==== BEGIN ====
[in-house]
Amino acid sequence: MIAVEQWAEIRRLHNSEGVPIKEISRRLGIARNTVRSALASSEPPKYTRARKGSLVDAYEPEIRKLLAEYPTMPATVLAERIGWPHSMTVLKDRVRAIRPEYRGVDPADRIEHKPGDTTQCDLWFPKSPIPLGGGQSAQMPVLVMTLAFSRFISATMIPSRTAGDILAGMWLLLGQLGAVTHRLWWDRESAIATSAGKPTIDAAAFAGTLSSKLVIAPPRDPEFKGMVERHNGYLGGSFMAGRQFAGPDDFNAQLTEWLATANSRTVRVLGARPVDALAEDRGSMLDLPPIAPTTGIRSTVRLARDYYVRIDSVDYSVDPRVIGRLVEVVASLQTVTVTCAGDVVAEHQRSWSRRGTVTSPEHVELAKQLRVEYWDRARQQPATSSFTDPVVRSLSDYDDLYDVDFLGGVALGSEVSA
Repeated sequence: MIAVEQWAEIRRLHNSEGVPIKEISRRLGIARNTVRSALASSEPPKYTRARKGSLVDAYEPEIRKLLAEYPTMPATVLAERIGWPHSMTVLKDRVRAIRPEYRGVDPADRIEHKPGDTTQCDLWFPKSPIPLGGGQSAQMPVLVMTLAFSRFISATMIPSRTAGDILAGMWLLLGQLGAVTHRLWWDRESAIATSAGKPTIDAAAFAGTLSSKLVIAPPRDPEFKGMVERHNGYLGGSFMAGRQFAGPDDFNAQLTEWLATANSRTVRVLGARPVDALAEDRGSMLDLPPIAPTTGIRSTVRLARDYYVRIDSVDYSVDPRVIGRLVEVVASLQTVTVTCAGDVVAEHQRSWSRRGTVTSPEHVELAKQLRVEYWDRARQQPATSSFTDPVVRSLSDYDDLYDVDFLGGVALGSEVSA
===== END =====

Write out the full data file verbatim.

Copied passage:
[in-house]
Amino acid sequence: MIAVEQWAEIRRLHNSEGVPIKEISRRLGIARNTVRSALASSEPPKYTRARKGSLVDAYEPEIRKLLAEYPTMPATVLAERIGWPHSMTVLKDRVRAIRPEYRGVDPADRIEHKPGDTTQCDLWFPKSPIPLGGGQSAQMPVLVMTLAFSRFISATMIPSRTAGDILAGMWLLLGQLGAVTHRLWWDRESAIATSAGKPTIDAAAFAGTLSSKLVIAPPRDPEFKGMVERHNGYLGGSFMAGRQFAGPDDFNAQLTEWLATANSRTVRVLGARPVDALAEDRGSMLDLPPIAPTTGIRSTVRLARDYYVRIDSVDYSVDPRVIGRLVEVVASLQTVTVTCAGDVVAEHQRSWSRRGTVTSPEHVELAKQLRVEYWDRARQQPATSSFTDPVVRSLSDYDDLYDVDFLGGVALGSEVSA
Repeated sequence: MIAVEQWAEIRRLHNSEGVPIKEISRRLGIARNTVRSALASSEPPKYTRARKGSLVDAYEPEIRKLLAEYPTMPATVLAERIGWPHSMTVLKDRVRAIRPEYRGVDPADRIEHKPGDTTQCDLWFPKSPIPLGGGQSAQMPVLVMTLAFSRFISATMIPSRTAGDILAGMWLLLGQLGAVTHRLWWDRESAIATSAGKPTIDAAAFAGTLSSKLVIAPPRDPEFKGMVERHNGYLGGSFMAGRQFAGPDDFNAQLTEWLATANSRTVRVLGARPVDALAEDRGSMLDLPPIAPTTGIRSTVRLARDYYVRIDSVDYSVDPRVIGRLVEVVASLQTVTVTCAGDVVAEHQRSWSRRGTVTSPEHVELAKQLRVEYWDRARQQPATSSFTDPVVRSLSDYDDLYDVDFLGGVALGSEVSA